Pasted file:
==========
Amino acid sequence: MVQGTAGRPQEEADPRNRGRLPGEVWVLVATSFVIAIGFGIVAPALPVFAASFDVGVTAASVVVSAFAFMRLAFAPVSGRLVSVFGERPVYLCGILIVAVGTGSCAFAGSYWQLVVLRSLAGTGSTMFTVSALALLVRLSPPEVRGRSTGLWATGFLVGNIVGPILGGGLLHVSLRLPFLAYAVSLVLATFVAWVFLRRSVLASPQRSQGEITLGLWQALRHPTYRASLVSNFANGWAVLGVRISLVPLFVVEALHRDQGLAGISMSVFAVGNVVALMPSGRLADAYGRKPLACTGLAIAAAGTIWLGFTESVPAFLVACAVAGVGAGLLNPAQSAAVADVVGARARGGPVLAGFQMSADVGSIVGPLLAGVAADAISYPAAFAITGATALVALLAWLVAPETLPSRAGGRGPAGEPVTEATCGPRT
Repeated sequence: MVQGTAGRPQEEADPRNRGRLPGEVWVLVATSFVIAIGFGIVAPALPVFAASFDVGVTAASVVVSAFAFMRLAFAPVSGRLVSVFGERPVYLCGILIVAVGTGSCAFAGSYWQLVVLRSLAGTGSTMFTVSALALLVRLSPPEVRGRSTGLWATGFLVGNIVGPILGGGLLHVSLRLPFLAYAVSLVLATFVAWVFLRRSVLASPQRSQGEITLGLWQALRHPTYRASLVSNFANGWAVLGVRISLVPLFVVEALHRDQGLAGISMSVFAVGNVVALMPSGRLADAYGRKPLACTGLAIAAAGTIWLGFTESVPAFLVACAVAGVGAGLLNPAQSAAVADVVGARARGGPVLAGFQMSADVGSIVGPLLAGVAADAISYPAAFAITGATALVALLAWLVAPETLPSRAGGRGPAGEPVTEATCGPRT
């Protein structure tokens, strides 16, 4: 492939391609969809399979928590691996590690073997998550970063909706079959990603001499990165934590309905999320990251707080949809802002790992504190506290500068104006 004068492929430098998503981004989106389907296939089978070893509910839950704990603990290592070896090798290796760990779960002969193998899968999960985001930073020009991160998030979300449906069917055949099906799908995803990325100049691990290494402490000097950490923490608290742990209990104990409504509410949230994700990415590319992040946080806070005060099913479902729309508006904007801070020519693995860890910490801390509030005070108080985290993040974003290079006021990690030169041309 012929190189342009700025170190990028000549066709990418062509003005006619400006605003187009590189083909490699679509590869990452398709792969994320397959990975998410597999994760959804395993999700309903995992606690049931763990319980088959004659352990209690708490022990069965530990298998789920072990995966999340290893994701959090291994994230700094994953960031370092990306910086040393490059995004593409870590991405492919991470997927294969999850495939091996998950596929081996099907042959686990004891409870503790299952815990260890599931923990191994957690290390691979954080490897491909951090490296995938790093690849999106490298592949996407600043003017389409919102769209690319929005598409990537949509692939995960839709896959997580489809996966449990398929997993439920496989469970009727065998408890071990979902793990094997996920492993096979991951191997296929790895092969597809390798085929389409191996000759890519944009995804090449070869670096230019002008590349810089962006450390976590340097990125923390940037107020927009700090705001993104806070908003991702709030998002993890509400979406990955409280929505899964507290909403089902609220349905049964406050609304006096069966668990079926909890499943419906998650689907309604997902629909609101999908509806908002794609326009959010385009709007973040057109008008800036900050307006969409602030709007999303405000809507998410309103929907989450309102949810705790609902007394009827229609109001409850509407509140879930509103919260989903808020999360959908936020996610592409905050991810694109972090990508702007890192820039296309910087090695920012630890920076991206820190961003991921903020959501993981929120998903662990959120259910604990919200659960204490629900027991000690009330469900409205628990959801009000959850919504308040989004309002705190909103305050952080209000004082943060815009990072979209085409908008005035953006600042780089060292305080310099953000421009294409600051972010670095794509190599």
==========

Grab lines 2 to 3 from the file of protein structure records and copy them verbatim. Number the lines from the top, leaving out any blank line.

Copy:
Repeated sequence: MVQGTAGRPQEEADPRNRGRLPGEVWVLVATSFVIAIGFGIVAPALPVFAASFDVGVTAASVVVSAFAFMRLAFAPVSGRLVSVFGERPVYLCGILIVAVGTGSCAFAGSYWQLVVLRSLAGTGSTMFTVSALALLVRLSPPEVRGRSTGLWATGFLVGNIVGPILGGGLLHVSLRLPFLAYAVSLVLATFVAWVFLRRSVLASPQRSQGEITLGLWQALRHPTYRASLVSNFANGWAVLGVRISLVPLFVVEALHRDQGLAGISMSVFAVGNVVALMPSGRLADAYGRKPLACTGLAIAAAGTIWLGFTESVPAFLVACAVAGVGAGLLNPAQSAAVADVVGARARGGPVLAGFQMSADVGSIVGPLLAGVAADAISYPAAFAITGATALVALLAWLVAPETLPSRAGGRGPAGEPVTEATCGPRT
């Protein structure tokens, strides 16, 4: 492939391609969809399979928590691996590690073997998550970063909706079959990603001499990165934590309905999320990251707080949809802002790992504190506290500068104006 004068492929430098998503981004989106389907296939089978070893509910839950704990603990290592070896090798290796760990779960002969193998899968999960985001930073020009991160998030979300449906069917055949099906799908995803990325100049691990290494402490000097950490923490608290742990209990104990409504509410949230994700990415590319992040946080806070005060099913479902729309508006904007801070020519693995860890910490801390509030005070108080985290993040974003290079006021990690030169041309 012929190189342009700025170190990028000549066709990418062509003005006619400006605003187009590189083909490699679509590869990452398709792969994320397959990975998410597999994760959804395993999700309903995992606690049931763990319980088959004659352990209690708490022990069965530990298998789920072990995966999340290893994701959090291994994230700094994953960031370092990306910086040393490059995004593409870590991405492919991470997927294969999850495939091996998950596929081996099907042959686990004891409870503790299952815990260890599931923990191994957690290390691979954080490897491909951090490296995938790093690849999106490298592949996407600043003017389409919102769209690319929005598409990537949509692939995960839709896959997580489809996966449990398929997993439920496989469970009727065998408890071990979902793990094997996920492993096979991951191997296929790895092969597809390798085929389409191996000759890519944009995804090449070869670096230019002008590349810089962006450390976590340097990125923390940037107020927009700090705001993104806070908003991702709030998002993890509400979406990955409280929505899964507290909403089902609220349905049964406050609304006096069966668990079926909890499943419906998650689907309604997902629909609101999908509806908002794609326009959010385009709007973040057109008008800036900050307006969409602030709007999303405000809507998410309103929907989450309102949810705790609902007394009827229609109001409850509407509140879930509103919260989903808020999360959908936020996610592409905050991810694109972090990508702007890192820039296309910087090695920012630890920076991206820190961003991921903020959501993981929120998903662990959120259910604990919200659960204490629900027991000690009330469900409205628990959801009000959850919504308040989004309002705190909103305050952080209000004082943060815009990072979209085409908008005035953006600042780089060292305080310099953000421009294409600051972010670095794509190599």